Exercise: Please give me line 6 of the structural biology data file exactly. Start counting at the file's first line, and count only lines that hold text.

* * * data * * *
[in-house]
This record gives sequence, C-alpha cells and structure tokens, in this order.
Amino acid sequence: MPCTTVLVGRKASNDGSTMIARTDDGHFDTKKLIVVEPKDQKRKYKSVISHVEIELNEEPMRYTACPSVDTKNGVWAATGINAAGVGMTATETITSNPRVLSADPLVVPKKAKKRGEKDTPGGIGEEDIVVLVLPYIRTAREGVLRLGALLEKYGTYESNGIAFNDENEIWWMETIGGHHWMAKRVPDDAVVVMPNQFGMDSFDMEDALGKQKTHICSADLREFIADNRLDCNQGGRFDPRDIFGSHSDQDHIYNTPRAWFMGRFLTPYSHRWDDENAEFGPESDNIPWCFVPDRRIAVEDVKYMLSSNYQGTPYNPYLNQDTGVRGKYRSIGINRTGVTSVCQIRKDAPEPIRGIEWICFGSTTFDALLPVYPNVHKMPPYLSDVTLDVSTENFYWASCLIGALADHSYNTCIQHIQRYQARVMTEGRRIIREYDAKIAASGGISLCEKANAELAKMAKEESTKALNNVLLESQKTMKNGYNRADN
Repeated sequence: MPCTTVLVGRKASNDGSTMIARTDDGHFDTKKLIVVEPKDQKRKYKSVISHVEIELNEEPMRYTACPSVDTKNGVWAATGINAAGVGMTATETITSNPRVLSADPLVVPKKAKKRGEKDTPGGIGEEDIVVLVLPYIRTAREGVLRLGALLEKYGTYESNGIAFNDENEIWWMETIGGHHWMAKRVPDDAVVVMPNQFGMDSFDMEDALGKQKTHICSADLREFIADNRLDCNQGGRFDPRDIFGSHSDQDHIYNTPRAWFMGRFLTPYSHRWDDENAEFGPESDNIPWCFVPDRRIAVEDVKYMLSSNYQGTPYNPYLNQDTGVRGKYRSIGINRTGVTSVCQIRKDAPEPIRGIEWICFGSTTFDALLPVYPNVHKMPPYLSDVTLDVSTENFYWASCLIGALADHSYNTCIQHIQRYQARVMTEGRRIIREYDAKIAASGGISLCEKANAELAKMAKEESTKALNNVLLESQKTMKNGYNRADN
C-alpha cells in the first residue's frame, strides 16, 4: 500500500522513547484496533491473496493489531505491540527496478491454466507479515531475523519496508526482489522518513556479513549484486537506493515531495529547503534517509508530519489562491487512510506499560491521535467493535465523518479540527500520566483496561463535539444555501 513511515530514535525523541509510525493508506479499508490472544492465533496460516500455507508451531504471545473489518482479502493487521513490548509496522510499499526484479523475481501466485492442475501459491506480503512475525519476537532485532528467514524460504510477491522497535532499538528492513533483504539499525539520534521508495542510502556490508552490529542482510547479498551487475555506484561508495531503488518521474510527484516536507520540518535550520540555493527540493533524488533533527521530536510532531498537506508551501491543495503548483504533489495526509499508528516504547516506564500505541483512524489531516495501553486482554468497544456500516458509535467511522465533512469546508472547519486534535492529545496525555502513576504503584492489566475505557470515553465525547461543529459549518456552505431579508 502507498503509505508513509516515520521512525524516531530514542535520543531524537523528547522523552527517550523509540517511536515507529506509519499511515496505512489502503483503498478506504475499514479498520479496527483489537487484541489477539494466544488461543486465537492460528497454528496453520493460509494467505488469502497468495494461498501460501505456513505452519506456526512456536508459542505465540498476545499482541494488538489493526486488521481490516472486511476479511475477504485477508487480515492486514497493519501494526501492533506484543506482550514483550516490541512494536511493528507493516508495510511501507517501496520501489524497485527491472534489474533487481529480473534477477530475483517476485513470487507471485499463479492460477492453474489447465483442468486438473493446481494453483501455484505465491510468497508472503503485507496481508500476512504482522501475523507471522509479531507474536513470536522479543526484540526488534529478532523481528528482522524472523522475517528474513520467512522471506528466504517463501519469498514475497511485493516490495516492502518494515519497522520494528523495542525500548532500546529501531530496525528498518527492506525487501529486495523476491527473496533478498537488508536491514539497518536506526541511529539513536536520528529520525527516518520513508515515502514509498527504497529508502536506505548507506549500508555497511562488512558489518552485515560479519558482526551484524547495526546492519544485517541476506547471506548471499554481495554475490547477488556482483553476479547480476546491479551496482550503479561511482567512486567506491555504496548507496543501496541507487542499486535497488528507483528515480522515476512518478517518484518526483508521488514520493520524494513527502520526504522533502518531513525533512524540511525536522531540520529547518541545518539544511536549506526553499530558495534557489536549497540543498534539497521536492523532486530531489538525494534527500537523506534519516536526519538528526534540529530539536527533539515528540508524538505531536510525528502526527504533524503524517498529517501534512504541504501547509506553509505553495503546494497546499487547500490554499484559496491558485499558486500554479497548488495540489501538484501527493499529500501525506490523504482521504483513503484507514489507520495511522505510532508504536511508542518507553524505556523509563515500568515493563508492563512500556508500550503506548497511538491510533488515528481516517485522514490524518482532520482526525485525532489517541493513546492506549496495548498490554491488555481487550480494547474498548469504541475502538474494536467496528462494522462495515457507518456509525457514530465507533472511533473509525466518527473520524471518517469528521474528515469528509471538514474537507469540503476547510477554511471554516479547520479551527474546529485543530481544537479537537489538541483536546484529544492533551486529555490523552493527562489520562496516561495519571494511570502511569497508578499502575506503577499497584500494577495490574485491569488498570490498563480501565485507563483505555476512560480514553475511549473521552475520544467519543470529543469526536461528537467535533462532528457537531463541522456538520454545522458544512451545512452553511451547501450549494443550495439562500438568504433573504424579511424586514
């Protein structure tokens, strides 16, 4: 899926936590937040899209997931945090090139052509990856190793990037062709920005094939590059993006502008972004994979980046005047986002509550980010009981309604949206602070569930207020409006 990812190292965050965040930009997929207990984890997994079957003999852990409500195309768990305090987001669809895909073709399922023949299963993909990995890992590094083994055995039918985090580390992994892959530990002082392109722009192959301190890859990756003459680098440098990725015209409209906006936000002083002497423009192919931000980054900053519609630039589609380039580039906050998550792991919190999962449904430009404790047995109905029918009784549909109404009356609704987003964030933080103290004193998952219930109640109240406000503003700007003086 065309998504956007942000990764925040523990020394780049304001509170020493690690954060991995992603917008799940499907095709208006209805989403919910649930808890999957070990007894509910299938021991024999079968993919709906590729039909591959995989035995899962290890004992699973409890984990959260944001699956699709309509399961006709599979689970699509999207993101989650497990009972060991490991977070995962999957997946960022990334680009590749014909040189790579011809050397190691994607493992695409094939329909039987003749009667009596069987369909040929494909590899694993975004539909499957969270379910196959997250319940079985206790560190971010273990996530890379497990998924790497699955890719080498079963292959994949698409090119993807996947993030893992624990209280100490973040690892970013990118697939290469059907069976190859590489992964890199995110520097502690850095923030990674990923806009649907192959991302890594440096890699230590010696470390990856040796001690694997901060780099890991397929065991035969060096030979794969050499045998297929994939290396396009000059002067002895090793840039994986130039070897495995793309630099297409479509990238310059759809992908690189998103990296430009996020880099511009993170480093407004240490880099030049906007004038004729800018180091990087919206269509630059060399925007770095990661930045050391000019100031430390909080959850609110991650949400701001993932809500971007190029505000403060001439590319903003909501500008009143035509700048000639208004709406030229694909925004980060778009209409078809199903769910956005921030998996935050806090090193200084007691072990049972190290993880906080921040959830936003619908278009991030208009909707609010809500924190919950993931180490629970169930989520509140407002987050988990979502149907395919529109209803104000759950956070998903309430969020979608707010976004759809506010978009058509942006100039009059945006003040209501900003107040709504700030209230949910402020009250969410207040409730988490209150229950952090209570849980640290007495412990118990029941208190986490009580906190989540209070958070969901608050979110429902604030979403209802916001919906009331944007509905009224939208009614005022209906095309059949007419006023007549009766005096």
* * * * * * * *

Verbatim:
């Protein structure tokens, strides 16, 4: 899926936590937040899209997931945090090139052509990856190793990037062709920005094939590059993006502008972004994979980046005047986002509550980010009981309604949206602070569930207020409006 990812190292965050965040930009997929207990984890997994079957003999852990409500195309768990305090987001669809895909073709399922023949299963993909990995890992590094083994055995039918985090580390992994892959530990002082392109722009192959301190890859990756003459680098440098990725015209409209906006936000002083002497423009192919931000980054900053519609630039589609380039580039906050998550792991919190999962449904430009404790047995109905029918009784549909109404009356609704987003964030933080103290004193998952219930109640109240406000503003700007003086 065309998504956007942000990764925040523990020394780049304001509170020493690690954060991995992603917008799940499907095709208006209805989403919910649930808890999957070990007894509910299938021991024999079968993919709906590729039909591959995989035995899962290890004992699973409890984990959260944001699956699709309509399961006709599979689970699509999207993101989650497990009972060991490991977070995962999957997946960022990334680009590749014909040189790579011809050397190691994607493992695409094939329909039987003749009667009596069987369909040929494909590899694993975004539909499957969270379910196959997250319940079985206790560190971010273990996530890379497990998924790497699955890719080498079963292959994949698409090119993807996947993030893992624990209280100490973040690892970013990118697939290469059907069976190859590489992964890199995110520097502690850095923030990674990923806009649907192959991302890594440096890699230590010696470390990856040796001690694997901060780099890991397929065991035969060096030979794969050499045998297929994939290396396009000059002067002895090793840039994986130039070897495995793309630099297409479509990238310059759809992908690189998103990296430009996020880099511009993170480093407004240490880099030049906007004038004729800018180091990087919206269509630059060399925007770095990661930045050391000019100031430390909080959850609110991650949400701001993932809500971007190029505000403060001439590319903003909501500008009143035509700048000639208004709406030229694909925004980060778009209409078809199903769910956005921030998996935050806090090193200084007691072990049972190290993880906080921040959830936003619908278009991030208009909707609010809500924190919950993931180490629970169930989520509140407002987050988990979502149907395919529109209803104000759950956070998903309430969020979608707010976004759809506010978009058509942006100039009059945006003040209501900003107040709504700030209230949910402020009250969410207040409730988490209150229950952090209570849980640290007495412990118990029941208190986490009580906190989540209070958070969901608050979110429902604030979403209802916001919906009331944007509905009224939208009614005022209906095309059949007419006023007549009766005096």